What is cyberbullying?
According to Kathryn DePaolis, & Anne Williford (2014), “Cyberbullying is defined as repeated negative and aggressive acts or behaviors through electronic media by an individual or group with the intent of causing harm or discomfort to an individual who finds it difficult to defend him or herself.”
Cyberbullying, the Digital Age version of the counterpart bullying is a repeated act that happens over and over again with some sort of malice. Cyberbullying and bullying are not one nasty remark, one shove in line, or one excessively insensitive post, but a pattern of behavior.
According to Charles Notar, Sharon Padgett, & Jessica Roden (2013) “cyberbullying has an effect on both teachers and those being cyberbullied.”
According to a survey conducted by the Cyberbullying Research Center (n.d.) of 5,700 students between the ages of 12 and 17 over a third of students had been cyberbullied.
A little over a quarter of the same students surveyed reported that there was more than two or more incidents of bullying against them in the past 30 days (Cyberbullying Research Center, n.d.)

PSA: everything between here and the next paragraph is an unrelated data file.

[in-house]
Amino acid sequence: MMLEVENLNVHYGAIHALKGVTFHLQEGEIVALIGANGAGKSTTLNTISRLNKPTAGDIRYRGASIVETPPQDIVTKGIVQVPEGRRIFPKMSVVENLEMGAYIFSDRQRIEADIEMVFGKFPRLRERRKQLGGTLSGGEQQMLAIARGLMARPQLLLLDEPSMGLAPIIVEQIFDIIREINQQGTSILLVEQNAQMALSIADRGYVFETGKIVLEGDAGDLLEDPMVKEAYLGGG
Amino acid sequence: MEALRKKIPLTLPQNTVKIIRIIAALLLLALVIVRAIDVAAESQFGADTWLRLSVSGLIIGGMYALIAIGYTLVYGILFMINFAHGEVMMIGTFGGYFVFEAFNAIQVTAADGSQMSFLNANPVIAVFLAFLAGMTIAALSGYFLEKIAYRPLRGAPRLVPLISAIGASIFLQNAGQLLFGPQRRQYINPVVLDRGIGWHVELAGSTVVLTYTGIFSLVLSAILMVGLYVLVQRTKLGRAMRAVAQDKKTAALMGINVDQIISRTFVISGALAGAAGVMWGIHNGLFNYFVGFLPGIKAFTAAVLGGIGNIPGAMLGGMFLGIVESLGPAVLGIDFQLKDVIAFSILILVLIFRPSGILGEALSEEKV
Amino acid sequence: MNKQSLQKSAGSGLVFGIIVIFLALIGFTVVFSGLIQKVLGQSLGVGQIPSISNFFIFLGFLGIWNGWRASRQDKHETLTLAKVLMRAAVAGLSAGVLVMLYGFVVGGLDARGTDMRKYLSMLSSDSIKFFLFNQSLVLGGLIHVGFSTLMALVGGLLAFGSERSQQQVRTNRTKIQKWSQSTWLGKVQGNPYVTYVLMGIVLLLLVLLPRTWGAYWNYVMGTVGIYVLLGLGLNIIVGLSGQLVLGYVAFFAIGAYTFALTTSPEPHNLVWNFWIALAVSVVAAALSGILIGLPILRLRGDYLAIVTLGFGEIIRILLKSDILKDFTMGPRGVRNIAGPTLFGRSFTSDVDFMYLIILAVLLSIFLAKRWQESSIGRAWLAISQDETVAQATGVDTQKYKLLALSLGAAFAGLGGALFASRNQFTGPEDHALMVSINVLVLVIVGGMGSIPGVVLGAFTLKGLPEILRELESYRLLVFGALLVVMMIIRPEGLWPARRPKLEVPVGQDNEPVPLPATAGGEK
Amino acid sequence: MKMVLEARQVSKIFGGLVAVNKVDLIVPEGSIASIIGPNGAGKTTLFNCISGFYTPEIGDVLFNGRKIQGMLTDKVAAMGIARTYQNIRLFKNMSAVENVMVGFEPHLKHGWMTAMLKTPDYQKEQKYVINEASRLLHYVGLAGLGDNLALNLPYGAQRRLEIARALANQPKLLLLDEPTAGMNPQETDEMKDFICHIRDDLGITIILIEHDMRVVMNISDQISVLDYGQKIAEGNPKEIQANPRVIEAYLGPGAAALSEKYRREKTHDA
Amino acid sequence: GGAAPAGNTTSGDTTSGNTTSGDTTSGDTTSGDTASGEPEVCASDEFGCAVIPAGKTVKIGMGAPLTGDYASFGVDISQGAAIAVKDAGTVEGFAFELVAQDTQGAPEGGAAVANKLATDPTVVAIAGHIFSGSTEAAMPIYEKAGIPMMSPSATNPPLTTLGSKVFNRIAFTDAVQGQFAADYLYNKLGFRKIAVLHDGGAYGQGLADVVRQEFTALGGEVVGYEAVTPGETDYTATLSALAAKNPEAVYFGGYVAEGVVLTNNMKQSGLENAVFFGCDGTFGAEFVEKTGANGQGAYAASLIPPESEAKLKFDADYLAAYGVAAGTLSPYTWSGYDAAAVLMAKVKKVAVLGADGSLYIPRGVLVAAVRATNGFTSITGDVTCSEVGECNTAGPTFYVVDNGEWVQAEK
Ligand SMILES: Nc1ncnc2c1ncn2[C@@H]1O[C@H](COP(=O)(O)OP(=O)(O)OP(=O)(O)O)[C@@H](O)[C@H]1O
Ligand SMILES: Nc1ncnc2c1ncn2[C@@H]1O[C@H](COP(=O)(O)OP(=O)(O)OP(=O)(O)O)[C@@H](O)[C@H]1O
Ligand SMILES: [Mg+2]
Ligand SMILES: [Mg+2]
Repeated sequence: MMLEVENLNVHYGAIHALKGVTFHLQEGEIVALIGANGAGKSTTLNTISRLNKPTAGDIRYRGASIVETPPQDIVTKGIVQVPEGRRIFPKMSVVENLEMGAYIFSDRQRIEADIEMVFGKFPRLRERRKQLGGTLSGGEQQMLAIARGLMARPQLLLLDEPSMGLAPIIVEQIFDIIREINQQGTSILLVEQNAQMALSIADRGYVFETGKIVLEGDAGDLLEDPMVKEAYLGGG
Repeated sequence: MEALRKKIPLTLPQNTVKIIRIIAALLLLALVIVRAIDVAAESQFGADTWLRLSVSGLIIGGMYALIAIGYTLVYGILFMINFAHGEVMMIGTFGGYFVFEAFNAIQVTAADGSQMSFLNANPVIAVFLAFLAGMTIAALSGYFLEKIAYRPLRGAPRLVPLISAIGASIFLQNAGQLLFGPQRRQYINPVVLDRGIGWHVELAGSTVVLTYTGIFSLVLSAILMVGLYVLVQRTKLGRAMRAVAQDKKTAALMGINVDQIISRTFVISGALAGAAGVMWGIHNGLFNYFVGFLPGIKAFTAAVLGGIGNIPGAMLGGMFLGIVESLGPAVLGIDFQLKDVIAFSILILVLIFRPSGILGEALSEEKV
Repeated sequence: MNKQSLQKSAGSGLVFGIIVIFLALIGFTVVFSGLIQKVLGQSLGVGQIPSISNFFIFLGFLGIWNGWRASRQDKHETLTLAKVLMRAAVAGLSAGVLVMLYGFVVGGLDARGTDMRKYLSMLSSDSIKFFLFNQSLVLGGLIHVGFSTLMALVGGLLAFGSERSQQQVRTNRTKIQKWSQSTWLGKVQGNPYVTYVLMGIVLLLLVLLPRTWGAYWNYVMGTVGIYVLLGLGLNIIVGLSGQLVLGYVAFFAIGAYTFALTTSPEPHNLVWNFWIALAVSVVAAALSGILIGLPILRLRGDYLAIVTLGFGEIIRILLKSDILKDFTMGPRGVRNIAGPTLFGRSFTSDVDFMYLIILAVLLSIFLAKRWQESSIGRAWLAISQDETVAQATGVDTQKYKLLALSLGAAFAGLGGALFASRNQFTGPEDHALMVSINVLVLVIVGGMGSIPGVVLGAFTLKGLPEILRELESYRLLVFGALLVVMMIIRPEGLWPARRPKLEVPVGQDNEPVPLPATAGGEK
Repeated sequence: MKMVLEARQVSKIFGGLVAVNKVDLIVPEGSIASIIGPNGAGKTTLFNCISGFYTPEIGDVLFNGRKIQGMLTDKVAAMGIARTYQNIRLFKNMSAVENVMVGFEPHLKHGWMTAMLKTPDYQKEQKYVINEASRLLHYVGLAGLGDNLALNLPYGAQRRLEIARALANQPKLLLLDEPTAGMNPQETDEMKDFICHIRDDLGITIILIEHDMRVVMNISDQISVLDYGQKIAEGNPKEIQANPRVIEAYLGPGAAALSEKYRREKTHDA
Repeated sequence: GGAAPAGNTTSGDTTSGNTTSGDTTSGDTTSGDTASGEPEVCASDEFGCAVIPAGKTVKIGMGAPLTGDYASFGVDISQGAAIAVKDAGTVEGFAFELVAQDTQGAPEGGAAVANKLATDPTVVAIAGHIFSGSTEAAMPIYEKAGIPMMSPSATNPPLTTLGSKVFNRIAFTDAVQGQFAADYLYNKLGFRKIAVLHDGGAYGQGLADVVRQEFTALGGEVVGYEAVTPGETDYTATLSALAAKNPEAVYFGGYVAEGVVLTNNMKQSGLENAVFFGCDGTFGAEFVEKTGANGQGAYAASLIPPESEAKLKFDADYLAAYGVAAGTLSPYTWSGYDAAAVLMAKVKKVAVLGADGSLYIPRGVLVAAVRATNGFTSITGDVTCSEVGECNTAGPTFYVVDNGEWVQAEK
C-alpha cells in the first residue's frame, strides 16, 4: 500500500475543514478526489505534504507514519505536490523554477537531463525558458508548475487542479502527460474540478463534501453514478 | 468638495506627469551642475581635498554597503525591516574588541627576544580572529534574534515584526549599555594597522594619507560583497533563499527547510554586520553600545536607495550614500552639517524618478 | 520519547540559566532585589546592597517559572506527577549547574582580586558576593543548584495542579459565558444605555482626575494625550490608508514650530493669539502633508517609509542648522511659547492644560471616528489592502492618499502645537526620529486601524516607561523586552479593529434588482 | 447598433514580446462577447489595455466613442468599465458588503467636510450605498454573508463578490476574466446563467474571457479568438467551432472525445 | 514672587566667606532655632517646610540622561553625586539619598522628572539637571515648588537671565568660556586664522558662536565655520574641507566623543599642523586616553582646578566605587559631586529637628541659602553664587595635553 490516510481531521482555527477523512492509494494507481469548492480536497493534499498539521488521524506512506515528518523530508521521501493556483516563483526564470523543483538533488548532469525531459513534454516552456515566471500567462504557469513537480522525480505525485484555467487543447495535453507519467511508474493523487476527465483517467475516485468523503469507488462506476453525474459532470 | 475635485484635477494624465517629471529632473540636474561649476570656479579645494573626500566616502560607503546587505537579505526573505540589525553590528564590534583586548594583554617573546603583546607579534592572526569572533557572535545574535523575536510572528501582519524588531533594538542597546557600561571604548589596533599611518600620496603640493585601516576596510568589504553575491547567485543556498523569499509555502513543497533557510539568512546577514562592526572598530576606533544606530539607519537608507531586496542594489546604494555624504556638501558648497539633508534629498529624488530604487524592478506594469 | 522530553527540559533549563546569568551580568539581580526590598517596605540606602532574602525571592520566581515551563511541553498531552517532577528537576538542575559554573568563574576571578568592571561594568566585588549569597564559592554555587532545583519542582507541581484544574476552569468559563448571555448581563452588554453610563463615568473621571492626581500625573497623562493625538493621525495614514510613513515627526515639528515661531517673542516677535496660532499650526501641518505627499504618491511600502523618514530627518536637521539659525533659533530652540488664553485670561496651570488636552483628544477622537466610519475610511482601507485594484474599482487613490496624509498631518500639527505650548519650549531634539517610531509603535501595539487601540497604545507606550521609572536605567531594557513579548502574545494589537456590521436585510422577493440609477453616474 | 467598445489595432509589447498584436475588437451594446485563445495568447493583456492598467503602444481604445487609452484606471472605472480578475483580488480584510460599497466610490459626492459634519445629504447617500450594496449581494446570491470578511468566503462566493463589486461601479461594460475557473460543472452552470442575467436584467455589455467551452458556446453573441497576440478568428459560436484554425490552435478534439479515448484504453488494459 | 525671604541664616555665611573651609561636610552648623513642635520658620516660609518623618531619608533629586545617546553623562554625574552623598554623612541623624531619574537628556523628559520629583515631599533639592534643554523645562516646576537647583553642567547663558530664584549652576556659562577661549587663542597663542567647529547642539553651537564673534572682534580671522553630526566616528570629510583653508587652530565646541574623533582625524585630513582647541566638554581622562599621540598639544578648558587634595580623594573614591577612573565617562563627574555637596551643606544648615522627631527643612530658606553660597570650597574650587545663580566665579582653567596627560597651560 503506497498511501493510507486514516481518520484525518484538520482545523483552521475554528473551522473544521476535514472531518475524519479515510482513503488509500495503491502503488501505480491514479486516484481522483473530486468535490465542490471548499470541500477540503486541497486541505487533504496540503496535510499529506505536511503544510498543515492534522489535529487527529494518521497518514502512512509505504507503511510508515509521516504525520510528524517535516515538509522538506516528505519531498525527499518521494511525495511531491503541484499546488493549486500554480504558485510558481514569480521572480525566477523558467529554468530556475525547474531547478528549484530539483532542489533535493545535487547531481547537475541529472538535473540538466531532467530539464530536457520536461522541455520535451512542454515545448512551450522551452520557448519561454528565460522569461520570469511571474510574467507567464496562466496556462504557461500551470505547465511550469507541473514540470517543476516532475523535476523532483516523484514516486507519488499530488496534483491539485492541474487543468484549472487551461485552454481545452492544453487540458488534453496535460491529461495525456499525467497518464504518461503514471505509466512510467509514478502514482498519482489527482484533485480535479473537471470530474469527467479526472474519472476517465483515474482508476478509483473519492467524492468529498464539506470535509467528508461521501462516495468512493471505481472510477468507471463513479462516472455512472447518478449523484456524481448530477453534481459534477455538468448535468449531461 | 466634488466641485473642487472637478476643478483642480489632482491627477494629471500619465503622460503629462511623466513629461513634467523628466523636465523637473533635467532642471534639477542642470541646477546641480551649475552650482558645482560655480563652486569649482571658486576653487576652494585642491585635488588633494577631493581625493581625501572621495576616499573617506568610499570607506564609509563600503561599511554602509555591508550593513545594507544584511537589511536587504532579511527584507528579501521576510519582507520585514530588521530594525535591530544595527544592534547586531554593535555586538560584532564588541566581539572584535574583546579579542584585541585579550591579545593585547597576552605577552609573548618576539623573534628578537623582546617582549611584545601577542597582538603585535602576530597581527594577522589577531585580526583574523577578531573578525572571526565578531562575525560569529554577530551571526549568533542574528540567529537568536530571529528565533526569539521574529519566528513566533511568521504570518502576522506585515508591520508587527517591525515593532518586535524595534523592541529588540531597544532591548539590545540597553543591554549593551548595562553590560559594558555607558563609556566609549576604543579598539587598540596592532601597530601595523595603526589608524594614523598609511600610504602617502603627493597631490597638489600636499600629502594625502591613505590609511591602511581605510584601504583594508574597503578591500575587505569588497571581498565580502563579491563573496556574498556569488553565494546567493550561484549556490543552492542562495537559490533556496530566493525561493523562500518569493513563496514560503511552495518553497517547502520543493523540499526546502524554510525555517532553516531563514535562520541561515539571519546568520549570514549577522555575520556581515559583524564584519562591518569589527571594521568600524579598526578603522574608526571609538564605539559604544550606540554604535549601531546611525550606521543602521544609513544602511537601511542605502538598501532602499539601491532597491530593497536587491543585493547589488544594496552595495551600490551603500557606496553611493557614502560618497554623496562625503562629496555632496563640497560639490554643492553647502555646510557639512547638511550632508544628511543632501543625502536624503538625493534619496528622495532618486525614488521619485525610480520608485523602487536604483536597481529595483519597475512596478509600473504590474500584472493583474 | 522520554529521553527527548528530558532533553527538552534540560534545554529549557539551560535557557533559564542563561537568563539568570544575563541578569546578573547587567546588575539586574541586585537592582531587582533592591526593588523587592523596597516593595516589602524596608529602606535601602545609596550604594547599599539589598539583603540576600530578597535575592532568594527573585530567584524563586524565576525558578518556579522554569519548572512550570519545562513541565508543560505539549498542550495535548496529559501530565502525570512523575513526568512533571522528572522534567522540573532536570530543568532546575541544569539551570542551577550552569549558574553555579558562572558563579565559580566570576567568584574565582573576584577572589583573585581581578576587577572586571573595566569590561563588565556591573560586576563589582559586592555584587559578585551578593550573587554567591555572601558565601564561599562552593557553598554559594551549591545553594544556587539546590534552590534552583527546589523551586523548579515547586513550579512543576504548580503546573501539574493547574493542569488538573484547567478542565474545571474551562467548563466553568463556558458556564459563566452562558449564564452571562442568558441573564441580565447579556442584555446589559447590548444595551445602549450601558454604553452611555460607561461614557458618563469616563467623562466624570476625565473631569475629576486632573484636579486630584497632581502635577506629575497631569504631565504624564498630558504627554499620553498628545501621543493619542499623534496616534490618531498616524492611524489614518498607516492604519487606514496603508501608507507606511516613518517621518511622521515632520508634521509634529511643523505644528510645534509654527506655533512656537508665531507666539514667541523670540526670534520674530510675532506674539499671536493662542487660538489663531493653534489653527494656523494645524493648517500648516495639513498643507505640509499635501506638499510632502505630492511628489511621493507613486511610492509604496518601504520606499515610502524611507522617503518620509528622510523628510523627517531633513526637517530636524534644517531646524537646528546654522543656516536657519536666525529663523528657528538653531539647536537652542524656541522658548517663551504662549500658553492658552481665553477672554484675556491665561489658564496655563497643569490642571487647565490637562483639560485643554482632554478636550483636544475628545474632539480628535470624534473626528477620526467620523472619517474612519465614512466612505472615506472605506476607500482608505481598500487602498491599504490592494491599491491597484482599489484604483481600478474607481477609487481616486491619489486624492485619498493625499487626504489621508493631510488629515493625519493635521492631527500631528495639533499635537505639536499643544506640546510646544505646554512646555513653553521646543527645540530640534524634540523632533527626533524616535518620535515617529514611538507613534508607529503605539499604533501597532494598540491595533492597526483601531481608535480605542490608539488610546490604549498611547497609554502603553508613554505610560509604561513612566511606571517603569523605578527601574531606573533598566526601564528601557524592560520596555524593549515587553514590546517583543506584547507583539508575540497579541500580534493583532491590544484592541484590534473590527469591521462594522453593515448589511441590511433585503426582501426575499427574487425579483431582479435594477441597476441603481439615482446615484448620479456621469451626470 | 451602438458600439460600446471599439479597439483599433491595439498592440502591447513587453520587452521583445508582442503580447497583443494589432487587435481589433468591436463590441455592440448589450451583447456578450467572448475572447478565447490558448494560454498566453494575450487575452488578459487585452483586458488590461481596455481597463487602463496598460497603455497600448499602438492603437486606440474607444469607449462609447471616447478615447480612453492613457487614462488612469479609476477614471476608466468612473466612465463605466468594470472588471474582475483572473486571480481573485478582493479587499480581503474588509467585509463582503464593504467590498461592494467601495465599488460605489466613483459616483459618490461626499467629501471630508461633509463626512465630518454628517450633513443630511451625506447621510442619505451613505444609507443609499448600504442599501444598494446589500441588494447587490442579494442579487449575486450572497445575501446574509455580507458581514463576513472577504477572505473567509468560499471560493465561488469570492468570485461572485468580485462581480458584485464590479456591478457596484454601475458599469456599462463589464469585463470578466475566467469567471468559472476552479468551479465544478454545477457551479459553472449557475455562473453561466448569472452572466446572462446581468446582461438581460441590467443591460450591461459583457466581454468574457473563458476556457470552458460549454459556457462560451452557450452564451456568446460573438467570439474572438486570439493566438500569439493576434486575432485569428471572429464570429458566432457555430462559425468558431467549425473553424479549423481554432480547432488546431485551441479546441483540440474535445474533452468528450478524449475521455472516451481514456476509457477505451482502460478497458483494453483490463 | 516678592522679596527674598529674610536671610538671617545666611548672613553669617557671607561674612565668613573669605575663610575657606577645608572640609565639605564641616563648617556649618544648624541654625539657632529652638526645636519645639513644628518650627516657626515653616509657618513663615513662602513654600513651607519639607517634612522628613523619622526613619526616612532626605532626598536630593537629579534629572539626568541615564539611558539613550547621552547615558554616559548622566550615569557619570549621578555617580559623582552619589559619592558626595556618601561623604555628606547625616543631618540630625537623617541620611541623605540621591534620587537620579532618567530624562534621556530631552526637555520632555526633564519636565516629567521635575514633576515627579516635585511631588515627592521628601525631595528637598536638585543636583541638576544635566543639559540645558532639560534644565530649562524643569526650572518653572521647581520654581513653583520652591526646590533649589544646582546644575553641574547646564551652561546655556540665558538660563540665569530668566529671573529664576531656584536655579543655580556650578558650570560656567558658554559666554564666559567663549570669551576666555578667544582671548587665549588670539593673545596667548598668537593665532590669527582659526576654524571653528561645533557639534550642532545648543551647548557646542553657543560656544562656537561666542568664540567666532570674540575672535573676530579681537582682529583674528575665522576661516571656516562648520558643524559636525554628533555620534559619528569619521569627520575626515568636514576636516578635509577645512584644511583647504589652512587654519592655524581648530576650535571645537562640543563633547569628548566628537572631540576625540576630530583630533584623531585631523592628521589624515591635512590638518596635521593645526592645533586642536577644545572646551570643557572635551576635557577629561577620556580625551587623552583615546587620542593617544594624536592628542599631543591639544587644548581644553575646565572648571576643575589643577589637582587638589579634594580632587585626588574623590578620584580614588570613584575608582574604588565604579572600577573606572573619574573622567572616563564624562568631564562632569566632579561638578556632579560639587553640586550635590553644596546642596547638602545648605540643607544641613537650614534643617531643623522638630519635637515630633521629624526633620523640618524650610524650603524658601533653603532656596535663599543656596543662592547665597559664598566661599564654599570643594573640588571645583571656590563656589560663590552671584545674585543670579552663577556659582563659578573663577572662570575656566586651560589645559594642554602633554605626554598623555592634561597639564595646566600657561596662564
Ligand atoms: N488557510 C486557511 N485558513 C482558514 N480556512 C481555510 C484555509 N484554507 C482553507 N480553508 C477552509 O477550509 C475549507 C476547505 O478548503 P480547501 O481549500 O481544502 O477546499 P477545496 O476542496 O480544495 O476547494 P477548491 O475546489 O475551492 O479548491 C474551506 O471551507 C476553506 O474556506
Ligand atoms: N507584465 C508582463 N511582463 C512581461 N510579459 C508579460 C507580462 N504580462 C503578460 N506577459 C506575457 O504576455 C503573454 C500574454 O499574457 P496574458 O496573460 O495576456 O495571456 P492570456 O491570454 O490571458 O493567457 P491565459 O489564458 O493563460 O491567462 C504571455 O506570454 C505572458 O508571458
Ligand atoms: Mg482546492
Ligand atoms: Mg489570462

According to C. Notar, S. Padgett, & J. Roden (2013) some programs make bullies think twice before continuing behaviors due to consequences.
Intervention is effective in schools if educators build a relationship with their students (Notar et al., 2013).
Schools, along with parents, are the best lines of defense in educating and preventing cyberbullying (Notar et al., 2013).
Creating a Prevention Plan
According to C. Reneau (2014) in an article published on the iste.org website A New Twist on Cyberbullying, edcuators should be "teach consequences, teach empathy, teach identity strength, and give students a voice."
For older high school-aged students it seems a more direct approach to consequences works better (Reneau, 2014).
According to ISTE Standards for Students (2016) part of indicators of a model digital citizen is to "engage in positive, safe, legal and ethical behaviors when using technology, including social interactions online or when using networked devices."
On that same note, teachers are to exhibit and model this behavior for their students (Standards for Teachers, 2008).